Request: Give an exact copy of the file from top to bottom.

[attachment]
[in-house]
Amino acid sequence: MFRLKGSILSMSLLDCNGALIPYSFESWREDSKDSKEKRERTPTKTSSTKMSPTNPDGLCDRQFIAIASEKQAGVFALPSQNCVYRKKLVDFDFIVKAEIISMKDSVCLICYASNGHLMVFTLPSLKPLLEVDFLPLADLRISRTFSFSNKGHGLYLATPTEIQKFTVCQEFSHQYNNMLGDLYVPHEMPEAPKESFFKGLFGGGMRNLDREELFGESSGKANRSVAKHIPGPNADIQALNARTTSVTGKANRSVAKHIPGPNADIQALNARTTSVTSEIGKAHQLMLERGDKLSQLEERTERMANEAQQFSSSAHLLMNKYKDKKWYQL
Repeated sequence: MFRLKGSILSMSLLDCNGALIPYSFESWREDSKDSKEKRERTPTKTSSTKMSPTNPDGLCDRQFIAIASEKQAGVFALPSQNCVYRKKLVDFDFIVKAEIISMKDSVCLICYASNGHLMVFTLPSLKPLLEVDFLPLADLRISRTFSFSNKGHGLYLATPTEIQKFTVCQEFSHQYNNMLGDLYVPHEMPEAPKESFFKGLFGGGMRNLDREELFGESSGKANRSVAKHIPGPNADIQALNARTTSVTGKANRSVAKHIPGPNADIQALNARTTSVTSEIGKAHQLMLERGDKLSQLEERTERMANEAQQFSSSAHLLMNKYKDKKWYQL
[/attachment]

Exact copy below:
[in-house]
Amino acid sequence: MFRLKGSILSMSLLDCNGALIPYSFESWREDSKDSKEKRERTPTKTSSTKMSPTNPDGLCDRQFIAIASEKQAGVFALPSQNCVYRKKLVDFDFIVKAEIISMKDSVCLICYASNGHLMVFTLPSLKPLLEVDFLPLADLRISRTFSFSNKGHGLYLATPTEIQKFTVCQEFSHQYNNMLGDLYVPHEMPEAPKESFFKGLFGGGMRNLDREELFGESSGKANRSVAKHIPGPNADIQALNARTTSVTGKANRSVAKHIPGPNADIQALNARTTSVTSEIGKAHQLMLERGDKLSQLEERTERMANEAQQFSSSAHLLMNKYKDKKWYQL
Repeated sequence: MFRLKGSILSMSLLDCNGALIPYSFESWREDSKDSKEKRERTPTKTSSTKMSPTNPDGLCDRQFIAIASEKQAGVFALPSQNCVYRKKLVDFDFIVKAEIISMKDSVCLICYASNGHLMVFTLPSLKPLLEVDFLPLADLRISRTFSFSNKGHGLYLATPTEIQKFTVCQEFSHQYNNMLGDLYVPHEMPEAPKESFFKGLFGGGMRNLDREELFGESSGKANRSVAKHIPGPNADIQALNARTTSVTGKANRSVAKHIPGPNADIQALNARTTSVTSEIGKAHQLMLERGDKLSQLEERTERMANEAQQFSSSAHLLMNKYKDKKWYQL